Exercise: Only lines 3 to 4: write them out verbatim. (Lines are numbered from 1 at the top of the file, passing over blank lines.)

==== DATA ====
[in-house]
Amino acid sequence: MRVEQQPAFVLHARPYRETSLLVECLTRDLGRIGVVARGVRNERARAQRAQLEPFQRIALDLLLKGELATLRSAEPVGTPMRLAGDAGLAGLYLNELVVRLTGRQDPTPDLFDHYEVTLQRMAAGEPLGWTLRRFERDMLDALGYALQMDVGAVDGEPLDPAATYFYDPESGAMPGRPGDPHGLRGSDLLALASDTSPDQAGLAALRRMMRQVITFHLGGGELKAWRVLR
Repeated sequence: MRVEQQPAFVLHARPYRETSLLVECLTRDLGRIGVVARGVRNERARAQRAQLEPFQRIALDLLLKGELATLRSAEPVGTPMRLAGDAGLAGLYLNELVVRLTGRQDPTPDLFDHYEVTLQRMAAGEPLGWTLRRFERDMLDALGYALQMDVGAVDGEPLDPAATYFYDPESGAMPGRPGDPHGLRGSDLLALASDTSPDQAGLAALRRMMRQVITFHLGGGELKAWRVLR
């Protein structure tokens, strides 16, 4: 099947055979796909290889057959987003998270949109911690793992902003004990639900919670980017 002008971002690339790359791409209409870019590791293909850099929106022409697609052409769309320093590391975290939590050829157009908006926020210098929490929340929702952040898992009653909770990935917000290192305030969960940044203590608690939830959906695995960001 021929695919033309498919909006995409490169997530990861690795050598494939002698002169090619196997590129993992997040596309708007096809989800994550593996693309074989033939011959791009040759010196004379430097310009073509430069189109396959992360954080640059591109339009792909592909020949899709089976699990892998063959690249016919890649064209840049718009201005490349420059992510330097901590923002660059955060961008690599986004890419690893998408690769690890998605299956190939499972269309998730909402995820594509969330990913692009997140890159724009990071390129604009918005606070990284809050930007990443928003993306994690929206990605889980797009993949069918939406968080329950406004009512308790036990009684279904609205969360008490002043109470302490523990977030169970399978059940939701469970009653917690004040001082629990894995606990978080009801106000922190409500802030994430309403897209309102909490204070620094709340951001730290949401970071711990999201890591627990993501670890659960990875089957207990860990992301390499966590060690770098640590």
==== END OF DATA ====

Repeated sequence: MRVEQQPAFVLHARPYRETSLLVECLTRDLGRIGVVARGVRNERARAQRAQLEPFQRIALDLLLKGELATLRSAEPVGTPMRLAGDAGLAGLYLNELVVRLTGRQDPTPDLFDHYEVTLQRMAAGEPLGWTLRRFERDMLDALGYALQMDVGAVDGEPLDPAATYFYDPESGAMPGRPGDPHGLRGSDLLALASDTSPDQAGLAALRRMMRQVITFHLGGGELKAWRVLR
């Protein structure tokens, strides 16, 4: 099947055979796909290889057959987003998270949109911690793992902003004990639900919670980017 002008971002690339790359791409209409870019590791293909850099929106022409697609052409769309320093590391975290939590050829157009908006926020210098929490929340929702952040898992009653909770990935917000290192305030969960940044203590608690939830959906695995960001 021929695919033309498919909006995409490169997530990861690795050598494939002698002169090619196997590129993992997040596309708007096809989800994550593996693309074989033939011959791009040759010196004379430097310009073509430069189109396959992360954080640059591109339009792909592909020949899709089976699990892998063959690249016919890649064209840049718009201005490349420059992510330097901590923002660059955060961008690599986004890419690893998408690769690890998605299956190939499972269309998730909402995820594509969330990913692009997140890159724009990071390129604009918005606070990284809050930007990443928003993306994690929206990605889980797009993949069918939406968080329950406004009512308790036990009684279904609205969360008490002043109470302490523990977030169970399978059940939701469970009653917690004040001082629990894995606990978080009801106000922190409500802030994430309403897209309102909490204070620094709340951001730290949401970071711990999201890591627990993501670890659960990875089957207990860990992301390499966590060690770098640590």